President Trump’s effort to overturn his 2020 reelection loss has been fraught from the start. He has made baseless claims about widespread voter fraud. When faced with substantiating them in court, lawyers representing him and the Republican Party have often watered them down. But even that effort has produced almost no victories.

And as things have progressed, Trump has confronted another glaring and growing problem: keeping his legal team intact.

Over the past two weeks, three large law firms have distanced themselves from him and his claims, with two of them withdrawing from litigation altogether. One of those firms was replaced after the Trump campaign’s lawsuit was significantly narrowed in response to losing elsewhere.

The Trump campaign has also installed a lead counsel, Marc Scaringi, who said previously that Trump’s legal effort “will not reverse this election.” And this weekend, it parted ways with controversial lawyer Sidney Powell eight days after announcing she was part of the team, after she made a series of claims that apparently went too far even for Trump.

Capping it all off, Trump’s personal lawyer Rudolph W. Giuliani appeared in court for the first time in decades in what wound up being a losing effort that drew a harsh rebuke from the judge.

Below is a timeline of the drama on Trump’s legal team.

Nov. 8: Snell & Wilmer, the largest law firm representing the Trump campaign, moves to withdraw from litigation in Arizona, a day after filing its lawsuit.

Nov. 9: The New York Times reports widespread discomfort among employees of Jones Day, another large law firm that has represented Trump, who expressed concern that the firm was participating in Trump’s effort to undermine the integrity of elections.

Nov. 10: A judge allows Snell & Wilmer to withdraw.

Nov. 10: Jones Day issues a statement saying it “is not representing President Trump, his campaign, or any affiliated party in any litigation alleging voter fraud.” (Some of Trump’s lawyers have stopped short of echoing his claims of outright fraud, even as they question the legitimacy of some ballots.) Jones Day emphasizes that it is “representing the Pennsylvania GOP” and says it will not withdraw from litigation.

Nov. 12: Porter Wright Morris & Arthur, another large firm representing the Trump campaign, moves to withdraw from litigation in Pennsylvania four days after filing suit.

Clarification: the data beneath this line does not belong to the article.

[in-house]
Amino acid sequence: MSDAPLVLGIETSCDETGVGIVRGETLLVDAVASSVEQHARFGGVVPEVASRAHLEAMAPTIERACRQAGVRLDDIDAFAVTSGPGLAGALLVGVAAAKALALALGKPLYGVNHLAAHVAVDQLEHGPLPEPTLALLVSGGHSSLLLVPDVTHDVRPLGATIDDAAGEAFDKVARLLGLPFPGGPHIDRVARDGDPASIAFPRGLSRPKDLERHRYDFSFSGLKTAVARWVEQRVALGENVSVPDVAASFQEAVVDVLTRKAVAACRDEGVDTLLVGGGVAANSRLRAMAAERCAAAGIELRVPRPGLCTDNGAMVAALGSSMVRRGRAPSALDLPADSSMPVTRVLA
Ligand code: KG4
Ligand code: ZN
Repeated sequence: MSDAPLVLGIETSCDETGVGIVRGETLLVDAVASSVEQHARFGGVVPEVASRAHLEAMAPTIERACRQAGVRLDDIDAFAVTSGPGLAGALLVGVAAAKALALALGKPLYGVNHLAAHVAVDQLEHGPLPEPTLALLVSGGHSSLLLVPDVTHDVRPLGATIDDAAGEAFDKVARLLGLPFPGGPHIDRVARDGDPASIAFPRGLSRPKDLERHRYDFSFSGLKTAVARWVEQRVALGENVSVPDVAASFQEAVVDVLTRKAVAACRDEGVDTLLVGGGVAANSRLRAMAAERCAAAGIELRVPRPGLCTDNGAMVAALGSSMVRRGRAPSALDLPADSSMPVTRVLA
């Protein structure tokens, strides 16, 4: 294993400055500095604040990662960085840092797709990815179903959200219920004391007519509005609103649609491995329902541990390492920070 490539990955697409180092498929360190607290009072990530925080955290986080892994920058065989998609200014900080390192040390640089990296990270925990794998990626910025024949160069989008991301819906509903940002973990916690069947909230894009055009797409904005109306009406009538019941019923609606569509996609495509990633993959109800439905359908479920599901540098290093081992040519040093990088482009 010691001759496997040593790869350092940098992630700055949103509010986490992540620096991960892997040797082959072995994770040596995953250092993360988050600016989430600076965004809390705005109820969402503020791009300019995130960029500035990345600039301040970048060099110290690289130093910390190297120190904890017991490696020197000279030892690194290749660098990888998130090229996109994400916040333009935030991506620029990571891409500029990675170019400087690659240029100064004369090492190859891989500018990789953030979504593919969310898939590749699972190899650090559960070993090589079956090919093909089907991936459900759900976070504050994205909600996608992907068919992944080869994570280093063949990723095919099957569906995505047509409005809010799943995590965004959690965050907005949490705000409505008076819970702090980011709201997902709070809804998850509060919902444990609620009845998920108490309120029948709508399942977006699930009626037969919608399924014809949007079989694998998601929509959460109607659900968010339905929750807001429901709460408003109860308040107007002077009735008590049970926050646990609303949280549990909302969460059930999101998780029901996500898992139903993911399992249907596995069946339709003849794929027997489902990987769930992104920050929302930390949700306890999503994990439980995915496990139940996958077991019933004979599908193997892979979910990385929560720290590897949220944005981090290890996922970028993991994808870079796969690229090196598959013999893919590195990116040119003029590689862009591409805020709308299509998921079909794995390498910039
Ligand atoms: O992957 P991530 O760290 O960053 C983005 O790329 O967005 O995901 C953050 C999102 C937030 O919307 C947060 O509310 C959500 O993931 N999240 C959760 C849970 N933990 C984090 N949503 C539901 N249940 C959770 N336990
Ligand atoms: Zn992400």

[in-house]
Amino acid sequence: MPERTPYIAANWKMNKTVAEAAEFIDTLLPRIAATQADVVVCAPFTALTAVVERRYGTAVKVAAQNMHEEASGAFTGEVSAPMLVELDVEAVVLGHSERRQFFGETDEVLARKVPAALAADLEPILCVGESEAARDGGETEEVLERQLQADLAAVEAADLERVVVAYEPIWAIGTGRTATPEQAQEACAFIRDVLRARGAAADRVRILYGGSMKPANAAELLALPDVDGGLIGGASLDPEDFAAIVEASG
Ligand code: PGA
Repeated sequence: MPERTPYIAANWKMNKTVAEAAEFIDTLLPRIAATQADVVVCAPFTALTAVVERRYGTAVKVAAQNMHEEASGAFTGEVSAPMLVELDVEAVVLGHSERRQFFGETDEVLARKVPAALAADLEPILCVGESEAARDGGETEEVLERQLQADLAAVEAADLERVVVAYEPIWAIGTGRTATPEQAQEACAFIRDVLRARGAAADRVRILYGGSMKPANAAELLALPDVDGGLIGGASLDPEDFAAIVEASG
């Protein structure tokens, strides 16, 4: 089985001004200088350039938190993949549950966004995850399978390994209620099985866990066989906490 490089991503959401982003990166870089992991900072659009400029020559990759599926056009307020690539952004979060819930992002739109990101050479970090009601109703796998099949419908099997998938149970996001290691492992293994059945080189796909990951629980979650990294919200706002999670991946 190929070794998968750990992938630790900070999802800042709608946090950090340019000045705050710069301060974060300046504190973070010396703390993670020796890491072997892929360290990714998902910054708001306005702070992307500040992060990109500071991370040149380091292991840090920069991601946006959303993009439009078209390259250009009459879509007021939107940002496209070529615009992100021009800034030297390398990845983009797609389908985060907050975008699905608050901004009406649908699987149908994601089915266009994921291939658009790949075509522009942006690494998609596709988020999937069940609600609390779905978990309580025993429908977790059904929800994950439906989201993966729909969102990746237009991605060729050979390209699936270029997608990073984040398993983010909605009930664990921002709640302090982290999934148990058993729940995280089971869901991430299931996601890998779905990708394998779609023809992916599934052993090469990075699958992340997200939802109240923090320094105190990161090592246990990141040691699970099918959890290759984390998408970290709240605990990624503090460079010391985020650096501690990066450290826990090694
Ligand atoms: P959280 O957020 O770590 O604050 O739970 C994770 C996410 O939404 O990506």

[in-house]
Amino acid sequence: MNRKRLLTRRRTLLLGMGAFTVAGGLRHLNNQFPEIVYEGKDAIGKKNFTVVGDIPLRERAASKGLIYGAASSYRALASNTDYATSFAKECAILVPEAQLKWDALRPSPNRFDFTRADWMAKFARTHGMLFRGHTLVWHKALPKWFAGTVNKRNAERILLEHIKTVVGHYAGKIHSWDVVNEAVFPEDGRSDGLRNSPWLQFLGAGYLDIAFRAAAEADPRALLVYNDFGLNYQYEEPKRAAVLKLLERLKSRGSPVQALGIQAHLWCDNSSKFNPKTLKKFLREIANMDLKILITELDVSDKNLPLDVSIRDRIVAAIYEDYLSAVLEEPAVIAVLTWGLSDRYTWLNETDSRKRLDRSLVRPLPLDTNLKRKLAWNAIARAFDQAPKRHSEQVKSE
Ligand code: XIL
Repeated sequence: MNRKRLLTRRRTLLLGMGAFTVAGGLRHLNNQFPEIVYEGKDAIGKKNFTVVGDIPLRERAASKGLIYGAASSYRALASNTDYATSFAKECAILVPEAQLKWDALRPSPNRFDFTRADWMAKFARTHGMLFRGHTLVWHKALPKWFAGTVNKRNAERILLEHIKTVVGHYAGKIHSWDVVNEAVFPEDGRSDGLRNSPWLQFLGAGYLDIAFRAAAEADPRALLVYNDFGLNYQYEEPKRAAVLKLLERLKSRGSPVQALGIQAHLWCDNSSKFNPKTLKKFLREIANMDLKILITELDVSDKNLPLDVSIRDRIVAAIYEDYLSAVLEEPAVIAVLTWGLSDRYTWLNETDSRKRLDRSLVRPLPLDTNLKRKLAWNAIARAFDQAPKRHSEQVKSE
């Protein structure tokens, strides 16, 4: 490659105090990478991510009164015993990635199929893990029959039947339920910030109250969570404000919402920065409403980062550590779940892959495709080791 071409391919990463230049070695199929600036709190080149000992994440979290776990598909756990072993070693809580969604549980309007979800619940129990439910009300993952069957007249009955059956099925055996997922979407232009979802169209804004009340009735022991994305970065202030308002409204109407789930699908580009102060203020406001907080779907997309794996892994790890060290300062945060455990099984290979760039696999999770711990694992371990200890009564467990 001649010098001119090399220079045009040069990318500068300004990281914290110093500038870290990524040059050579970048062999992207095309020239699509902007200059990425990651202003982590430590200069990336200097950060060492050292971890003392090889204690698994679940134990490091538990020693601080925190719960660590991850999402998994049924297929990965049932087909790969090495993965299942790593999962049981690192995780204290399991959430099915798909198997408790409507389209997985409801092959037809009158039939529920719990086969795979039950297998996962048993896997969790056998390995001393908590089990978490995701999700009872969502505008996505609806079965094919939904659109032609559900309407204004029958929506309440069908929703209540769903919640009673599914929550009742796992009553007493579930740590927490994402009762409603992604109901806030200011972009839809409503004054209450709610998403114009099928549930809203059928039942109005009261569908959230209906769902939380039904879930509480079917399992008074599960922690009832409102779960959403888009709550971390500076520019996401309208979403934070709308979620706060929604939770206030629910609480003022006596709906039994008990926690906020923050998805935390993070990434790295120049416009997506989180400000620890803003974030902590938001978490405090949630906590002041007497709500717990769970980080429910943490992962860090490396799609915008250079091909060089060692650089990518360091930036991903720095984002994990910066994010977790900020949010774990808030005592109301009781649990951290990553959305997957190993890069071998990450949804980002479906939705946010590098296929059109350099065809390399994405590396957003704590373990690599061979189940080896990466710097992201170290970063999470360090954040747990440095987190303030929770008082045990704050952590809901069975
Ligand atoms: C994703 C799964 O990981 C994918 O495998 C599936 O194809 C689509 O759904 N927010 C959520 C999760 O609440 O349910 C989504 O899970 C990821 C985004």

Nov. 13: Jones Day tells employees that it won’t get involved in additional litigation.

Nov. 13: Trump puts Giuliani in charge after the campaign’s latest setback in Maricopa County, Ariz.

Nov. 14: Trump makes Giuliani’s posting official and announces four others who will lead his team. Two of them are the husband-wife team of Joseph diGenova and Victoria Toensing, who were announced as new members of Trump’s legal team during the Russia investigation in 2018 but whose hiring was halted two days later over conflicts. The others are Sidney Powell, who most recently has served as lawyer to former Trump national security adviser Michael T. Flynn, and Jenna Ellis, the Trump campaign’s legal adviser. Both have promoted baseless allegations and suggestions of substantial voter fraud.

Nov. 15: The Trump campaign narrows its lawsuit in Pennsylvania, and Porter Wright Morris & Arthur is removed as counsel in the updated document. It is replaced by Texas lawyer John B. Scott, who joins Pennsylvania lawyer Linda A. Kerns on the case.

Nov. 16: Scott, Kerns and a third lawyer in the Pennsylvania case, Douglas Bryan Hughes, move to withdraw. The judge allows Scott and Hughes to do so but not Kerns. Pennsylvania lawyer Scaringi joins the case as lead counsel, despite having said recently on his radio show that “in my view, the litigation will not work” and that “it will not reverse this election.” Scaringi asks for a delay in a scheduled hearing the following day, saying he and a colleague “need additional time to adequately prepare.” The motion is rejected.

Nov. 17: Giuliani joins as counsel in the Pennsylvania case, appearing in court. Kerns declines an opportunity to speak, citing her request to withdraw.

Nov. 19: The judge allows Kerns to withdraw.

Nov. 22: The Trump campaign suddenly announces Powell is not part of its legal team. The move comes eight days after it introduced her as part of the team and three days after she appeared at a news conference with Giuliani in which she alleged a communist plot to rig the election and suggested even Republicans had participated in the rigging of their own elections.